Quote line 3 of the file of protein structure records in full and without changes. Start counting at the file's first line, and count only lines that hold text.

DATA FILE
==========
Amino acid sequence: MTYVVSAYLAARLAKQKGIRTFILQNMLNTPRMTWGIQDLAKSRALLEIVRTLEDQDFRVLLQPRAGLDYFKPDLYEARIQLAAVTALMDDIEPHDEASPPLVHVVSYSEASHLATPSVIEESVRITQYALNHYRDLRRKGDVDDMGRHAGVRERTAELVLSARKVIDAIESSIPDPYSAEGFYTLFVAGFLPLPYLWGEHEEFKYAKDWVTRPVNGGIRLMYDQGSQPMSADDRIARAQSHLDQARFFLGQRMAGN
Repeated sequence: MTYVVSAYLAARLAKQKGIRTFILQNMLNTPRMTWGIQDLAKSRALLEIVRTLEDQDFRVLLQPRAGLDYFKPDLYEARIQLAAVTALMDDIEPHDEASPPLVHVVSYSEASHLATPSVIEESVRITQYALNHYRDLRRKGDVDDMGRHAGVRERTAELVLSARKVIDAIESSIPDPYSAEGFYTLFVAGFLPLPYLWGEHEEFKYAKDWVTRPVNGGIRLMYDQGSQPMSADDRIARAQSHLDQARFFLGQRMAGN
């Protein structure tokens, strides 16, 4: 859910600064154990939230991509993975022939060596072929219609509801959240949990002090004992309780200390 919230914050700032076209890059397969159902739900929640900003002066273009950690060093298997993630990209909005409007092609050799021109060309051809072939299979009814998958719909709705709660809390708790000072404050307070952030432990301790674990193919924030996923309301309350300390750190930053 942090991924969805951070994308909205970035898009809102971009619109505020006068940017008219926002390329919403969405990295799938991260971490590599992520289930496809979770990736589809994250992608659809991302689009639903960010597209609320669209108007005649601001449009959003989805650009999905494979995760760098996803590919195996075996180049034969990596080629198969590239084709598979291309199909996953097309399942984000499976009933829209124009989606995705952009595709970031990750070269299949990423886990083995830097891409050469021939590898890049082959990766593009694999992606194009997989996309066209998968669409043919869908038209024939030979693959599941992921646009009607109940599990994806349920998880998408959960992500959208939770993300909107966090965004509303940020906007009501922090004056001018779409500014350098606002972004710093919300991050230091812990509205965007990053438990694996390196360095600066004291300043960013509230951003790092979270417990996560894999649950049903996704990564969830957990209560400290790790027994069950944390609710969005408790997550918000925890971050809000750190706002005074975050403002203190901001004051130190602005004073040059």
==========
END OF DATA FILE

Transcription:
């Protein structure tokens, strides 16, 4: 859910600064154990939230991509993975022939060596072929219609509801959240949990002090004992309780200390 919230914050700032076209890059397969159902739900929640900003002066273009950690060093298997993630990209909005409007092609050799021109060309051809072939299979009814998958719909709705709660809390708790000072404050307070952030432990301790674990193919924030996923309301309350300390750190930053 942090991924969805951070994308909205970035898009809102971009619109505020006068940017008219926002390329919403969405990295799938991260971490590599992520289930496809979770990736589809994250992608659809991302689009639903960010597209609320669209108007005649601001449009959003989805650009999905494979995760760098996803590919195996075996180049034969990596080629198969590239084709598979291309199909996953097309399942984000499976009933829209124009989606995705952009595709970031990750070269299949990423886990083995830097891409050469021939590898890049082959990766593009694999992606194009997989996309066209998968669409043919869908038209024939030979693959599941992921646009009607109940599990994806349920998880998408959960992500959208939770993300909107966090965004509303940020906007009501922090004056001018779409500014350098606002972004710093919300991050230091812990509205965007990053438990694996390196360095600066004291300043960013509230951003790092979270417990996560894999649950049903996704990564969830957990209560400290790790027994069950944390609710969005408790997550918000925890971050809000750190706002005074975050403002203190901001004051130190602005004073040059």